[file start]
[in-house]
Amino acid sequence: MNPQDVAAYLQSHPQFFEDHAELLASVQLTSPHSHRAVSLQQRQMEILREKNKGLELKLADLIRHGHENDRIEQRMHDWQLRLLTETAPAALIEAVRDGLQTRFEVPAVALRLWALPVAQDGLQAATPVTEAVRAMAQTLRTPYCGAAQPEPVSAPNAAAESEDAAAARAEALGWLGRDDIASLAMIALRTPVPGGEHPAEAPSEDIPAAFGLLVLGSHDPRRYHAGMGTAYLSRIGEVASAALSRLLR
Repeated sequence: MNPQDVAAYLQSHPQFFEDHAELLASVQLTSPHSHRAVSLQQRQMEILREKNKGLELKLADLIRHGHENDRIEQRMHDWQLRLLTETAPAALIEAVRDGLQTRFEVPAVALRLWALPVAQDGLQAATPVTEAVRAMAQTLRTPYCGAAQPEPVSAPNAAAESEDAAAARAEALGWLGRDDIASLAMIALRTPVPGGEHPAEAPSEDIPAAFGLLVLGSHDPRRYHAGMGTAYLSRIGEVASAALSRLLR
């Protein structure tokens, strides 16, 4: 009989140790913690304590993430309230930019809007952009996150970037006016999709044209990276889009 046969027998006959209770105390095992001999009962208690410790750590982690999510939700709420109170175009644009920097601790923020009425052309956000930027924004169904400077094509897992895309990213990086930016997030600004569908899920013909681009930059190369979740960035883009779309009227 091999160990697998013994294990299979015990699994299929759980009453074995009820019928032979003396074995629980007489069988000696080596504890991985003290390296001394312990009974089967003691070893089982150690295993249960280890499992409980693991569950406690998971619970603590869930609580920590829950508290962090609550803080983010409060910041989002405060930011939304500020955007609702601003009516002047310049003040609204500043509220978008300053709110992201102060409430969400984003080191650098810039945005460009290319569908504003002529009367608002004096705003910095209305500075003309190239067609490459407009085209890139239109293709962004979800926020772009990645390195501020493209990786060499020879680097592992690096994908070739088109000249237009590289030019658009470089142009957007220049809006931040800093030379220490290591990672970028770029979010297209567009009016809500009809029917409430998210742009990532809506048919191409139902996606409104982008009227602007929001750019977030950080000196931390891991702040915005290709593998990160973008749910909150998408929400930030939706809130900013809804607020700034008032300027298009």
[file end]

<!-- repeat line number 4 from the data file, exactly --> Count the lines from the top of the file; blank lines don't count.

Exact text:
């Protein structure tokens, strides 16, 4: 009989140790913690304590993430309230930019809007952009996150970037006016999709044209990276889009 046969027998006959209770105390095992001999009962208690410790750590982690999510939700709420109170175009644009920097601790923020009425052309956000930027924004169904400077094509897992895309990213990086930016997030600004569908899920013909681009930059190369979740960035883009779309009227 091999160990697998013994294990299979015990699994299929759980009453074995009820019928032979003396074995629980007489069988000696080596504890991985003290390296001394312990009974089967003691070893089982150690295993249960280890499992409980693991569950406690998971619970603590869930609580920590829950508290962090609550803080983010409060910041989002405060930011939304500020955007609702601003009516002047310049003040609204500043509220978008300053709110992201102060409430969400984003080191650098810039945005460009290319569908504003002529009367608002004096705003910095209305500075003309190239067609490459407009085209890139239109293709962004979800926020772009990645390195501020493209990786060499020879680097592992690096994908070739088109000249237009590289030019658009470089142009957007220049809006931040800093030379220490290591990672970028770029979010297209567009009016809500009809029917409430998210742009990532809506048919191409139902996606409104982008009227602007929001750019977030950080000196931390891991702040915005290709593998990160973008749910909150998408929400930030939706809130900013809804607020700034008032300027298009």